Matt Stumpf, senior liberal studies major, captured a rare moment off the coast of Dana Point, Calif. with a lucky group of whale watchers. In the open waters off the California coast, the whale watchers witnessed a gray whale, but not just that — a baby calf appeared on the whale’s back.
Stumpf was working as ﬁrst mate aboard Capt. Dave’s Dana Point Dolphin and Whale Watching Safari on Jan. 2. Before departure, Stumpf and the crew had been briefed about a whale nearby.
Something was irregular about this whale; it was traveling along an inconsistent path, making it difficult for the crew to locate and get a glimpse of it before it moved to a different location.
“We had two boats there watching this whale — two of our faster boats,” Stumpf said. “They had just got on it, and it was getting really close to them.”
For those aboard, there was a moment of worry and confusion when a pool of blood rose on the waters.
“We see blood in the water, and we’re like, ‘Oh,’” Stumpf said. “At least for me, I was like, ‘Something’s happening.’ Maybe it got hit by a crop. Maybe there’s a predator here that we just don’t know about.”
A few moments later, those on the boat would notice that it was far from a predator; it was a gray whale giving birth to a calf, a scene very unique to the geographic location.
Stacie Fox, a photographer working on the boat that day, knew pregnant gray whales are often in a hurry towards lagoons in Baja California, Mexico, to give birth to their calfs.
“[After seeing blood rise in the water], my immediate thought was like, ‘This is a pregnant female. She’s giving birth. That’s what’s happening,’” Fox said.
Fox’s focus has always been dolphins and whales. For her, this moment was one she never thought she would get to witness.
“[Researchers and scientists] know, in general, they go to the lagoons, but they don’t actually see them give birth or know exactly where they give birth,” Fox said.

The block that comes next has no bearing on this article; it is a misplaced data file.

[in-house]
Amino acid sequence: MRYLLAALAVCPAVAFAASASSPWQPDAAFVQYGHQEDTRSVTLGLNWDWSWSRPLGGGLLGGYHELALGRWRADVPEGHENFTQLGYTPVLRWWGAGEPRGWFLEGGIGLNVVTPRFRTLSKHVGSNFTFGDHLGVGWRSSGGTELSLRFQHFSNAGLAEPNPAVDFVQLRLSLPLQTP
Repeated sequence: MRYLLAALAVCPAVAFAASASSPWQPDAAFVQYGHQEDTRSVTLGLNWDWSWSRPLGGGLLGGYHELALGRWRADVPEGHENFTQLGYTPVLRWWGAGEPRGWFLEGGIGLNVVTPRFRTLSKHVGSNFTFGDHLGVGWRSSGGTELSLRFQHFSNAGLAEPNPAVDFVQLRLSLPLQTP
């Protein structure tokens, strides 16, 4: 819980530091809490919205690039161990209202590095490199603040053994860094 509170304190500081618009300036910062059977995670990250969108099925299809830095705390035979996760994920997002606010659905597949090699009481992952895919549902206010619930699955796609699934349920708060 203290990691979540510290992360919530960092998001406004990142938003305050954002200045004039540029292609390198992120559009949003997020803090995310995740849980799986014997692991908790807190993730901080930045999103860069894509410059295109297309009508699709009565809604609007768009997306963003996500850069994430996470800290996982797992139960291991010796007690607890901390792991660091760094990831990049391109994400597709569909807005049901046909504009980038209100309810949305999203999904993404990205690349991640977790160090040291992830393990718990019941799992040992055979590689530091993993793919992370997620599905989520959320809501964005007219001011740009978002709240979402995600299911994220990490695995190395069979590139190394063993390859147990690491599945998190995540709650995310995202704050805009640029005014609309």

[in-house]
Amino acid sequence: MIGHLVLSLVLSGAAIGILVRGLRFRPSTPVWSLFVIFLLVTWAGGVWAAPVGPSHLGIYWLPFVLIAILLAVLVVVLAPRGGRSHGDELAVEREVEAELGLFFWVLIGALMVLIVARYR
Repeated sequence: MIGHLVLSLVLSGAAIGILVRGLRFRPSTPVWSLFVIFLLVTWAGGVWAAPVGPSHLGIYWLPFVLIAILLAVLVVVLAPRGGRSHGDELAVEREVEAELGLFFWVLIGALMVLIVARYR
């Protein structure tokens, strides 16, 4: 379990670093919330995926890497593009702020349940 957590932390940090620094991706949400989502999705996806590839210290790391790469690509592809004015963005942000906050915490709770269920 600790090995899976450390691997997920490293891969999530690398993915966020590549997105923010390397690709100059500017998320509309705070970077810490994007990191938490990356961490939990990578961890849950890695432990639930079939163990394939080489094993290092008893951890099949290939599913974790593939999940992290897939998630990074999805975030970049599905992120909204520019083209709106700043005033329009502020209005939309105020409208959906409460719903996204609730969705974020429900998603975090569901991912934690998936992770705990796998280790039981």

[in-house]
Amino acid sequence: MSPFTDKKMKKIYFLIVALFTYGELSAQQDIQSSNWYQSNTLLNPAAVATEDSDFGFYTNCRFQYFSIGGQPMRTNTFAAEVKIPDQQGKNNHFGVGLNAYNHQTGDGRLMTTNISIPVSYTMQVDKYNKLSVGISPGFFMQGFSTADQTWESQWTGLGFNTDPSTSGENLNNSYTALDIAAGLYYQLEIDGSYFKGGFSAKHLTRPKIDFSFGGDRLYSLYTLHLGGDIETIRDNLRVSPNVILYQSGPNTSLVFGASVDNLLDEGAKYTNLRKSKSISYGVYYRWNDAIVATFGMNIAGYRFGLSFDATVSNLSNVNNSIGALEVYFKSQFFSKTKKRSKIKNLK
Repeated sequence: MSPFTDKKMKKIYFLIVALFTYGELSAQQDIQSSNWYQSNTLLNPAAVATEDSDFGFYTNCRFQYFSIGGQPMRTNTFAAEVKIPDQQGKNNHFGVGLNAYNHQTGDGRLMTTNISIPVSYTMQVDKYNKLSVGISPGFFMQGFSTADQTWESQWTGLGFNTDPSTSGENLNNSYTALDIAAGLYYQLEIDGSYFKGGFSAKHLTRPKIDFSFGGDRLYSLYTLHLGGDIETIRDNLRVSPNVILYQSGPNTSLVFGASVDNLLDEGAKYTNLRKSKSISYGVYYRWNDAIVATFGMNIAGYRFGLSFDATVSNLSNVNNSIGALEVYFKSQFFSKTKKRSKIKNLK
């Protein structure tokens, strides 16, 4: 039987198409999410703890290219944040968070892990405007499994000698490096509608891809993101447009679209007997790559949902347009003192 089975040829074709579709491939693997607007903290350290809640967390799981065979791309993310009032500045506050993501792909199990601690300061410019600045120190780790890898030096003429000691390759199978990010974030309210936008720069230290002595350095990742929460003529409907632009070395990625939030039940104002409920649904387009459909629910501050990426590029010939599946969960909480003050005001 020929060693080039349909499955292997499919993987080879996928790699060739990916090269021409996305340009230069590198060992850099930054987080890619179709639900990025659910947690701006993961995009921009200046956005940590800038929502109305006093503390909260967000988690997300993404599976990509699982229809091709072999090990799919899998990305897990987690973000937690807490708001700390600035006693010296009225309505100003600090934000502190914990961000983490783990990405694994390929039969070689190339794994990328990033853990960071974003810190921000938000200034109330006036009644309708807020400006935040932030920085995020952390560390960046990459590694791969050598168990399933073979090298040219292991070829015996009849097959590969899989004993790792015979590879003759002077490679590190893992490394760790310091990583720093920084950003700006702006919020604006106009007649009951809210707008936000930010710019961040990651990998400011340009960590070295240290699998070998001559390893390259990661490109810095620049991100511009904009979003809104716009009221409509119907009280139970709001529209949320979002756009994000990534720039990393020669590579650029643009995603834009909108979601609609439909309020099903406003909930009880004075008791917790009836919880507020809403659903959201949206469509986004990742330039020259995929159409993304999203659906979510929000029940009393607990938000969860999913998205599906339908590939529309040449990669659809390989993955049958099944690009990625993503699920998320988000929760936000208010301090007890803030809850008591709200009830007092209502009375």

Ordinarily, Dana Point does not see the birth of calves. Rather, births occur past Palos Verdes, an area just south of Long Beach.
“It’s just so rare to see,” Stumpf said. “We do see calfs a lot. But to see one be born — that is not something I would ever expect to see.”
Fox described the moment as “a bucket list-type thing.”
“One of the things I’ve always said I want to see is a dolphin give birth, or I want to see a whale give birth,” Fox said. “But you never expect it’s going to happen. It’s a once-in-a-lifetime thing.”
Stumpf said that the moment after realizing that the whale was giving birth, they saw a “ﬂoppy” head being pushed up by the mother whale. Not even the owner of the company, Captain Dave, had seen this scene in his 25 years on the water.
Stumpf sprinted into action to capture the moment.
“It kind of looked like a Pirates of the Caribbean moment for many of the crew because we were up at the top deck watching, but all our stuff is at the bottom,” Stumpf said. “So I think I literally grabbed on the ladder and swung around to go down, get my drone ready and get it up in the air.”
The video capturing the moment the gray whale gave birth has now been viewed by over a million people on YouTube, giving many the chance to witness the special encounter.
Stumpf said that the mother-calf duo is now expected to be traveling down to the west side of Baja California on their migration route.
If all goes well, it is possible that they will get the chance to see the duo again as the whales head back to Alaska later in the year, where they will spend their time feeding over the summer. As for everyone on the boat, that day was a joyous and touching moment they experienced in nature and a story they will likely tell friends and family in future years.
“I love showing that to people,” Stumpf said. “People come on our boats, and there’s nothing quite like seeing somebody’s face light up who never thought they would see like a whale in real life. And there was one, right there — so that’s really what keeps me going. Certainly, these moments of, “Oh my gosh, I get to witness this.’ That’s awesome.”